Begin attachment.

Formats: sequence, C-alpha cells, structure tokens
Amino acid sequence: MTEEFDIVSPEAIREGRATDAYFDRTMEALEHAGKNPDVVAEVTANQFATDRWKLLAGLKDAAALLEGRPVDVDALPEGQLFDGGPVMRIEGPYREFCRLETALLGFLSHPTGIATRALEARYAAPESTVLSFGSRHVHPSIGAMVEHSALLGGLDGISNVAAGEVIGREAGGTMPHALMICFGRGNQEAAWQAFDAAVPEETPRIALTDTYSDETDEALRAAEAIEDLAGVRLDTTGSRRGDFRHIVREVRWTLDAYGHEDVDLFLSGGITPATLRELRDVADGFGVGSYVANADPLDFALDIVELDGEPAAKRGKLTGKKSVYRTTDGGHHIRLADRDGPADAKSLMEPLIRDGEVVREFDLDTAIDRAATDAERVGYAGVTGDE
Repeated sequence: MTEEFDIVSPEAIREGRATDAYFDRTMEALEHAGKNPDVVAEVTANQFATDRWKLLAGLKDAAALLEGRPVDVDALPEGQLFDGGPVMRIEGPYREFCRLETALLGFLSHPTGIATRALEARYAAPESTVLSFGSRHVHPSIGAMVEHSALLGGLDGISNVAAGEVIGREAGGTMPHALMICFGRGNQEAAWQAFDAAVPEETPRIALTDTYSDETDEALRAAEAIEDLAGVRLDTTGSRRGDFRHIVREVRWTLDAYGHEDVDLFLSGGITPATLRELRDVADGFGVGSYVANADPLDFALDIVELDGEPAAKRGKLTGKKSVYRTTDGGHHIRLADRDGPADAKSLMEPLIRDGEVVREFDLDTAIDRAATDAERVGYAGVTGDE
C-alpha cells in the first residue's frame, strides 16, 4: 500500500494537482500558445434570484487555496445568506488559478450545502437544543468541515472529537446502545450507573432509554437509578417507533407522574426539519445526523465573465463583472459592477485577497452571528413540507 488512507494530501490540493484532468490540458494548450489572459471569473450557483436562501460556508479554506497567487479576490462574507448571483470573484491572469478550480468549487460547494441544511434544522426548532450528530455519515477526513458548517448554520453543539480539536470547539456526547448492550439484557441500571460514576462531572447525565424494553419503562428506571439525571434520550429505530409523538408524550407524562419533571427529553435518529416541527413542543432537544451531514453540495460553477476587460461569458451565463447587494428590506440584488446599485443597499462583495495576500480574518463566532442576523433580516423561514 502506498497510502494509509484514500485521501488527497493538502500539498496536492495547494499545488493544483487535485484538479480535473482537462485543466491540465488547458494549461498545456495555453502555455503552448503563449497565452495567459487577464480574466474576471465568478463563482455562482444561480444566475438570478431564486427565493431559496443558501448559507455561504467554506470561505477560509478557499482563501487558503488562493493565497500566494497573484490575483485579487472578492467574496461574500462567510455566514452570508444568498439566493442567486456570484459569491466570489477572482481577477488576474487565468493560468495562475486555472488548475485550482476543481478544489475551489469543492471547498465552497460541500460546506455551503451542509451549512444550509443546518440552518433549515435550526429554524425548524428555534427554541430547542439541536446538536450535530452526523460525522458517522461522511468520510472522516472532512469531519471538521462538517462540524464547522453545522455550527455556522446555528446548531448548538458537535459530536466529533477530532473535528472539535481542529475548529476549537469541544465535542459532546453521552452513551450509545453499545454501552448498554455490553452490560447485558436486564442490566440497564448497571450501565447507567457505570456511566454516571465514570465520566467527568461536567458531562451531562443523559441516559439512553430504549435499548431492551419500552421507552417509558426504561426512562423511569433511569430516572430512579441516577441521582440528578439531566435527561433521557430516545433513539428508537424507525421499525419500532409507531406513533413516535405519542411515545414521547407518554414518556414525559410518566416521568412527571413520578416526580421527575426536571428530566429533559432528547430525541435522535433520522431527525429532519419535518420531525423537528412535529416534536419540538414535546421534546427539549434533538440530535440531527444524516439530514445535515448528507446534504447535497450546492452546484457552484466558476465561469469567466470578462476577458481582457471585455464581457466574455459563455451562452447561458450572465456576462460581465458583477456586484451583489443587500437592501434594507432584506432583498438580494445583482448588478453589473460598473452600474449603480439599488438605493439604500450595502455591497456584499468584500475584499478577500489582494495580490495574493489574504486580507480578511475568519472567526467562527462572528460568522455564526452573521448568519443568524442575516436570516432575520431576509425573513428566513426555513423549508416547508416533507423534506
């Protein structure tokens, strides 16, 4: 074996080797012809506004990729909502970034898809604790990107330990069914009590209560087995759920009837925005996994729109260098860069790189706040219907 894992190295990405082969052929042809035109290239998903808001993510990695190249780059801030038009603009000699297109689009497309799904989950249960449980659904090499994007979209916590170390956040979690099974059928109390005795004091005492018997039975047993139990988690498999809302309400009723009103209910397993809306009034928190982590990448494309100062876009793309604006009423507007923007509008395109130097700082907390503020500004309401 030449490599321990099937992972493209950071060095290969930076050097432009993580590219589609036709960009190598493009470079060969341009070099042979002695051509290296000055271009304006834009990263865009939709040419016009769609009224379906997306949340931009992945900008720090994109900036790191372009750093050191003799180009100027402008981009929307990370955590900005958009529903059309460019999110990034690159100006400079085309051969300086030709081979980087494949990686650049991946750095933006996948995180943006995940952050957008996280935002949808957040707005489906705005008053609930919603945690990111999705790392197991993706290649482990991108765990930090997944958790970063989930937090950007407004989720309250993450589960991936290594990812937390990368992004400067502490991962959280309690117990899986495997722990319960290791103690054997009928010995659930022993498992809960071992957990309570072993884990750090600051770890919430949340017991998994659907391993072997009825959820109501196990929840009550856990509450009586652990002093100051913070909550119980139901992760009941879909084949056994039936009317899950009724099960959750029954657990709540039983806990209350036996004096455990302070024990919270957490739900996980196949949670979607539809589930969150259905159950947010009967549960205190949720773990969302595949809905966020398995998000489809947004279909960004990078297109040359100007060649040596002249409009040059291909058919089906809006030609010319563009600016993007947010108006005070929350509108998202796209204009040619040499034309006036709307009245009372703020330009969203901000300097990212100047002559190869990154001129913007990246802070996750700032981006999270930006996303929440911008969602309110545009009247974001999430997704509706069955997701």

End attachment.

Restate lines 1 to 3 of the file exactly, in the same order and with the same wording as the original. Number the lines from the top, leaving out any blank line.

Formats: sequence, C-alpha cells, structure tokens
Amino acid sequence: MTEEFDIVSPEAIREGRATDAYFDRTMEALEHAGKNPDVVAEVTANQFATDRWKLLAGLKDAAALLEGRPVDVDALPEGQLFDGGPVMRIEGPYREFCRLETALLGFLSHPTGIATRALEARYAAPESTVLSFGSRHVHPSIGAMVEHSALLGGLDGISNVAAGEVIGREAGGTMPHALMICFGRGNQEAAWQAFDAAVPEETPRIALTDTYSDETDEALRAAEAIEDLAGVRLDTTGSRRGDFRHIVREVRWTLDAYGHEDVDLFLSGGITPATLRELRDVADGFGVGSYVANADPLDFALDIVELDGEPAAKRGKLTGKKSVYRTTDGGHHIRLADRDGPADAKSLMEPLIRDGEVVREFDLDTAIDRAATDAERVGYAGVTGDE
Repeated sequence: MTEEFDIVSPEAIREGRATDAYFDRTMEALEHAGKNPDVVAEVTANQFATDRWKLLAGLKDAAALLEGRPVDVDALPEGQLFDGGPVMRIEGPYREFCRLETALLGFLSHPTGIATRALEARYAAPESTVLSFGSRHVHPSIGAMVEHSALLGGLDGISNVAAGEVIGREAGGTMPHALMICFGRGNQEAAWQAFDAAVPEETPRIALTDTYSDETDEALRAAEAIEDLAGVRLDTTGSRRGDFRHIVREVRWTLDAYGHEDVDLFLSGGITPATLRELRDVADGFGVGSYVANADPLDFALDIVELDGEPAAKRGKLTGKKSVYRTTDGGHHIRLADRDGPADAKSLMEPLIRDGEVVREFDLDTAIDRAATDAERVGYAGVTGDE